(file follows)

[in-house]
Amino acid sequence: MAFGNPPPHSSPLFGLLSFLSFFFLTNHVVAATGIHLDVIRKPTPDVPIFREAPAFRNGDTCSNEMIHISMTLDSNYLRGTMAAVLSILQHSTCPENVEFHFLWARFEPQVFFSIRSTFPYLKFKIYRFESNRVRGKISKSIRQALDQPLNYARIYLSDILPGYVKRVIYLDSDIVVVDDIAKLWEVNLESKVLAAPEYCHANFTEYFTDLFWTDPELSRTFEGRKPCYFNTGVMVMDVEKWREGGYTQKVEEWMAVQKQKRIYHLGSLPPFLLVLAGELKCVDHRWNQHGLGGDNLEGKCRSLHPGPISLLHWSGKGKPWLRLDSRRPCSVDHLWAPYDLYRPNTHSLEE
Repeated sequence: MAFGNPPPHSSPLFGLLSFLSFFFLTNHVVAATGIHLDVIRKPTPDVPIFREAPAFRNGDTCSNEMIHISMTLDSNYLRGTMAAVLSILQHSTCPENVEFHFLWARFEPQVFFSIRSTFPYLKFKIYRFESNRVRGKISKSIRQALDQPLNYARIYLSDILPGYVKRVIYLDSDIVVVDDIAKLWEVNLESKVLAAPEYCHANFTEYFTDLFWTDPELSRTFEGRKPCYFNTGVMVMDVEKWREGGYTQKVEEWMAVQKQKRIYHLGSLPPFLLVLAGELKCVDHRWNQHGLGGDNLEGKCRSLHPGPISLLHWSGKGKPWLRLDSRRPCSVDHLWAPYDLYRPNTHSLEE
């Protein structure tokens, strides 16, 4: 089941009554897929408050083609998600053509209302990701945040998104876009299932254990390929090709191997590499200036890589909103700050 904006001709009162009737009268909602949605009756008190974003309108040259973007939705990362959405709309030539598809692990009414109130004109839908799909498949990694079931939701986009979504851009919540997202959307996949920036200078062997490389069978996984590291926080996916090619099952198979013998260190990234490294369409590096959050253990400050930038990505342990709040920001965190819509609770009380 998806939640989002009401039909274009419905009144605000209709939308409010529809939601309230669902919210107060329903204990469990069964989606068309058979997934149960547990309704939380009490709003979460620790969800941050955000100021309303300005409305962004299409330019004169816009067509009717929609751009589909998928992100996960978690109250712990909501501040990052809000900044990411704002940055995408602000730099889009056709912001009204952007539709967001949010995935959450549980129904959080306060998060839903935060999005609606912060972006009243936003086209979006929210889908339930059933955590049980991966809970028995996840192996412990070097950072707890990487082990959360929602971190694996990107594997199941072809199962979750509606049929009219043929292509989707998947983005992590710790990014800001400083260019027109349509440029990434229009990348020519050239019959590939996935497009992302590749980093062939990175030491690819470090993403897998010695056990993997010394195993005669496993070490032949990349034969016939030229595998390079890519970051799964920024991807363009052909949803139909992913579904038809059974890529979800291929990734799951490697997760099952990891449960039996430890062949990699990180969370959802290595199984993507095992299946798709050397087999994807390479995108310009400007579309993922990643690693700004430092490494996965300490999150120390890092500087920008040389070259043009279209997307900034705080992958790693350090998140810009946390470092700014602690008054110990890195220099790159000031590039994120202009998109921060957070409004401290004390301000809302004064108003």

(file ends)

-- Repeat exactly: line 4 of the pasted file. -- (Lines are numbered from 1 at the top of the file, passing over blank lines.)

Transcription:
């Protein structure tokens, strides 16, 4: 089941009554897929408050083609998600053509209302990701945040998104876009299932254990390929090709191997590499200036890589909103700050 904006001709009162009737009268909602949605009756008190974003309108040259973007939705990362959405709309030539598809692990009414109130004109839908799909498949990694079931939701986009979504851009919540997202959307996949920036200078062997490389069978996984590291926080996916090619099952198979013998260190990234490294369409590096959050253990400050930038990505342990709040920001965190819509609770009380 998806939640989002009401039909274009419905009144605000209709939308409010529809939601309230669902919210107060329903204990469990069964989606068309058979997934149960547990309704939380009490709003979460620790969800941050955000100021309303300005409305962004299409330019004169816009067509009717929609751009589909998928992100996960978690109250712990909501501040990052809000900044990411704002940055995408602000730099889009056709912001009204952007539709967001949010995935959450549980129904959080306060998060839903935060999005609606912060972006009243936003086209979006929210889908339930059933955590049980991966809970028995996840192996412990070097950072707890990487082990959360929602971190694996990107594997199941072809199962979750509606049929009219043929292509989707998947983005992590710790990014800001400083260019027109349509440029990434229009990348020519050239019959590939996935497009992302590749980093062939990175030491690819470090993403897998010695056990993997010394195993005669496993070490032949990349034969016939030229595998390079890519970051799964920024991807363009052909949803139909992913579904038809059974890529979800291929990734799951490697997760099952990891449960039996430890062949990699990180969370959802290595199984993507095992299946798709050397087999994807390479995108310009400007579309993922990643690693700004430092490494996965300490999150120390890092500087920008040389070259043009279209997307900034705080992958790693350090998140810009946390470092700014602690008054110990890195220099790159000031590039994120202009998109921060957070409004401290004390301000809302004064108003």